Don't like it? STOP PISSING OFF CITIZENS.

Actually, 'well regulated m... (Below threshold)

Actually, 'well regulated militia' isn't a very arguable point. The notion that the second Amendment, dating to 1791 (ratified then), refers to the National Guard, (formed in 1903) is laughably illogical. Keep in mind, though, that the gun banners are NEVER about a rational argument - only an emotional argument. Ed and bullwinkle are right, the only problem with the 2nd (and the rest of the constitution) is that it is now being 'interpreted' by lawyers with an agenda instead of simply being read. And for Mark, who thinks only lawyers are qualified to read the constitution, a bunch of them have, and the conclusion is the obvious one: The 2nd acknowledges an individual right. See my URL.

Let me ask a question, plea... (Below threshold)
MarkoG:

Let me ask a question, please:

Why in the hell do we (us 'redneck guns nuts') waste our time debating court cases and twisted interpretations of the BOR?

Let's forget the 'National Guard', the 'Militia', 'collective versus individual rights' arguments, the style/capabilities of modern weapons versus muskets, and so forth.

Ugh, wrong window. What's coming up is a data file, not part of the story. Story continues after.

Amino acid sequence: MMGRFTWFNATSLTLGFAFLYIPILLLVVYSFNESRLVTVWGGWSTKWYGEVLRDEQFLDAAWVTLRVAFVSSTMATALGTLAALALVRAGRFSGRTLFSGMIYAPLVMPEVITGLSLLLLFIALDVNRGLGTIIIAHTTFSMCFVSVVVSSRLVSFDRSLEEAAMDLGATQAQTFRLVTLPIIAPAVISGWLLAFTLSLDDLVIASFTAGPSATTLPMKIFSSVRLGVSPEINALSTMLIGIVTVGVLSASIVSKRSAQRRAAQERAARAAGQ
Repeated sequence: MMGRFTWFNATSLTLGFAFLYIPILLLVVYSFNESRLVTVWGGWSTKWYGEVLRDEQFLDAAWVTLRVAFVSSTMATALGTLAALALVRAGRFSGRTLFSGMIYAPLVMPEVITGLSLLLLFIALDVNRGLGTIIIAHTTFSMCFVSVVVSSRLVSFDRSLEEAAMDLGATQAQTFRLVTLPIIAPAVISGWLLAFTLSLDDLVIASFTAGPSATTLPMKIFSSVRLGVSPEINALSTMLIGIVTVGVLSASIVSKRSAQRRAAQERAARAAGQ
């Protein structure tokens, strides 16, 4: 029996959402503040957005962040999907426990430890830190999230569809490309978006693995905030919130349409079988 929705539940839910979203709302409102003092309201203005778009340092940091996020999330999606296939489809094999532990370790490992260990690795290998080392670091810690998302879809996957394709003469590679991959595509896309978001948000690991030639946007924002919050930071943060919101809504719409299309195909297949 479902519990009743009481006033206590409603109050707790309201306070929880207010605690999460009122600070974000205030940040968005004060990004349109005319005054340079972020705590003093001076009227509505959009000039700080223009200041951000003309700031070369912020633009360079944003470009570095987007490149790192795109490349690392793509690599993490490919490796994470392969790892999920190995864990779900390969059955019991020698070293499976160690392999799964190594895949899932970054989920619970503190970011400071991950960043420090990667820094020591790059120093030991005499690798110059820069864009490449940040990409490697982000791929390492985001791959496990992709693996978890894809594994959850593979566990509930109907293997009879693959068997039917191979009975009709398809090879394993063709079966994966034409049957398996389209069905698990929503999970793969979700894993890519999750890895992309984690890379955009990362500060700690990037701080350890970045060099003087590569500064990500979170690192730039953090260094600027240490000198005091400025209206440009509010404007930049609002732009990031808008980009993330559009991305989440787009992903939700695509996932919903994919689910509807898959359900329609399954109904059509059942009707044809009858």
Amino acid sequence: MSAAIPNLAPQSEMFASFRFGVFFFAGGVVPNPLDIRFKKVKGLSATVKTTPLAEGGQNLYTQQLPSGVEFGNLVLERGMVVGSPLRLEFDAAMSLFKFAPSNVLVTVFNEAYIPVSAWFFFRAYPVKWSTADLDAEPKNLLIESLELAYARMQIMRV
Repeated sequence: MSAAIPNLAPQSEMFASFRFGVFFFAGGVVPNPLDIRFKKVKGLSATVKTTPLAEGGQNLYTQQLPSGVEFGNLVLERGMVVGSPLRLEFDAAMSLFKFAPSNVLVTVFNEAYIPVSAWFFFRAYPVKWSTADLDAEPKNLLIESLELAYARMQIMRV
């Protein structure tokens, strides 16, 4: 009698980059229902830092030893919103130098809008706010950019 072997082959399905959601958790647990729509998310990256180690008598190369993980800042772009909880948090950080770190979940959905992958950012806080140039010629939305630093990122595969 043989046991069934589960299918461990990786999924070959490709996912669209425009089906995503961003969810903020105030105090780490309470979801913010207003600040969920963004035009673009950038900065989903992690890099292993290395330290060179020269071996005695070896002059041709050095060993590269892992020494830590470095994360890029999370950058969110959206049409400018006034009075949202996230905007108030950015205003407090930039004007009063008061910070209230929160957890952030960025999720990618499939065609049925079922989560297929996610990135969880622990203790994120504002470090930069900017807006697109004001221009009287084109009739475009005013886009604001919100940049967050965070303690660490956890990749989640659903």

Let's stop arguing about 'machine guns', 'assault weapons', 'cop killer bullets', and the latest 'terrorist weapon of choice'.

The truth is plain and simple: every person has a God-given right to protect themselves, their family, and their property with whatever weapons are available.

No compromise, negotiation, or 'reasonable controls' are possible; self-defense is not subject to the whims of government officials nor does it require their approval.

Any gun-grabber who doesn't like this sentiment can kiss my furry ass; any gun-phobic asshole who wants to confiscate my weapons is advised to show up at my door in a tank.

NO COMPROMISE!!

Actually, I don't think it ... (Below threshold)
Marty:

Actually, I don't think it is vague at all.
It doesn't grat "qualified" rights to firearm ownership at all.
Shall not be infringed, where do see that there should be qualifications in that statement?
We are entitled to own the exact same weapons that the military possesses.
That is so that in the case of Tyranny, we can throw it off and reaffirm the Constitutional Government.
Haow hard is that to understand?